Keith as you have had a few years experience now in your sib what sort of conditions do you go out in ?, I have never seen any Sibs out in the Solent ever when its choppy, but I gather they are quite capable and very stable cos the bottoms really can stick to the water.

You must get bounced around like a cork though ?
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Old 04 April 2003, 16:35   #6
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Have used a Zodiac 12 footer and an Avon 18 footer regularly, 12 months of the year, timed sampling. (Timed by the date, not the weather). Zodiac, single 30, 3 cylinder, two stroke, Yamaha - tiller steered. Avon, twin inflatable keels, twin outboard, same yams, tiller steered, remote throttle and gears. No real problems - read the water, sit on the tubes in a "floppy" manner.
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Old 04 April 2003, 16:59   #7
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For an interesting account of flipping a rib look at Hot ribs.com and go to article 14 in the features section entitled "over and out"
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Old 05 April 2003, 02:36   #8
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Re: Sibs in roughty stuff

Quote:
Originally posted by matiboy
....I have never seen any Sibs out in the Solent ever when its choppy, but I gather they are quite capable and very stable cos the bottoms really can stick to the water.
Hmmm...not in my experience Matiboy. I was very successfully flipped in my SIB.

I was sitting on the starboard sponson to avoid the spray from a bit of a blow coming beam-on from the port side when the breeze got under the boat and unceremoniously dumped me in the briney.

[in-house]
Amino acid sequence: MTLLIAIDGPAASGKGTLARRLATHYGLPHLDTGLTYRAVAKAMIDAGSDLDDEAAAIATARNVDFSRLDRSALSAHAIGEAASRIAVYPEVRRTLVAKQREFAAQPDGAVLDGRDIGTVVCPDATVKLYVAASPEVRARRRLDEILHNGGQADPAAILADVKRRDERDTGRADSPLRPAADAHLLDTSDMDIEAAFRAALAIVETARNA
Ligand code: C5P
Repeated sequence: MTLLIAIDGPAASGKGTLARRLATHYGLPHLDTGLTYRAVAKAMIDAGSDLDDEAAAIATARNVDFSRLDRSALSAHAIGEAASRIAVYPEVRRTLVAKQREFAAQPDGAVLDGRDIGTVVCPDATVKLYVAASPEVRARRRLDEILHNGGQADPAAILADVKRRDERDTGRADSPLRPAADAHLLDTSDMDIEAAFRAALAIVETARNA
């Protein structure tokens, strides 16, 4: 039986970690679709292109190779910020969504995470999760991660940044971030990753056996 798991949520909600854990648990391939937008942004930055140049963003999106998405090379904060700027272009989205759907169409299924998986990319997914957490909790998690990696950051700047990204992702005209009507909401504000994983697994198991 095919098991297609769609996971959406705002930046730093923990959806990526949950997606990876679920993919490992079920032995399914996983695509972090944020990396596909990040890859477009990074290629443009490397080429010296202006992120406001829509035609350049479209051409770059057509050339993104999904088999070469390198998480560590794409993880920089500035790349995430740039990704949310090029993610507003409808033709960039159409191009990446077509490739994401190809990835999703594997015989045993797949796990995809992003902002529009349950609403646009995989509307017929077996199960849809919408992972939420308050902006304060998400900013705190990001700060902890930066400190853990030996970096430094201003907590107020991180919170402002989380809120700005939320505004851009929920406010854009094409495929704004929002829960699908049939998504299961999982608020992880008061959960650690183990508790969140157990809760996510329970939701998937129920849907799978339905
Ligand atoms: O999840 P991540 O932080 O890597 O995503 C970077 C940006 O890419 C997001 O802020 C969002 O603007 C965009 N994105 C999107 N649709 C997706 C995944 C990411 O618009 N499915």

Stick they don't.

If alone, always sit on the windward side of a SIB!
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Old 05 April 2003, 03:36   #9
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A sib/rib boat can be flipped by the force of any breaking wave that is higher than the size of its beam.

Phill That Zodiac configuration is used extensively for inshore rescues in NZ and Aus off the beach in quite big rollers.

There is a Rope attached to the bow ,where the third crew member hangs on,close up front to keep the nose down,whilst going through {Head On] the white water off the beach.


I would actualy say the best place to sit IMHO in a swell in a sib is all crew inboard on the centrline.Stay as low down as poss. For Head on stuff ,Man up front low down.
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Old 05 April 2003, 03:44   #10
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Re: Re: Sibs in roughty stuff

Quote:
Originally posted by Mike Garside


Hmmm...not in my experience Matiboy. I was very successfully flipped in my SIB.

I was sitting on the starboard sponson to avoid the spray from a bit of a blow coming beam-on from the port side when the breeze got under the boat and unceremoniously dumped me in the briney.

Stick they don't.

If alone, always sit on the windward side of a SIB!
I geuss this is the trade off! CH talks about the extra stability you get with the displacement of the tubes, with very little extra weight, after all, the PVC/Hypalon can't weigh much.

but that weightless extra area must be like a huge sail on a lightweight sib once the old wind gets under it!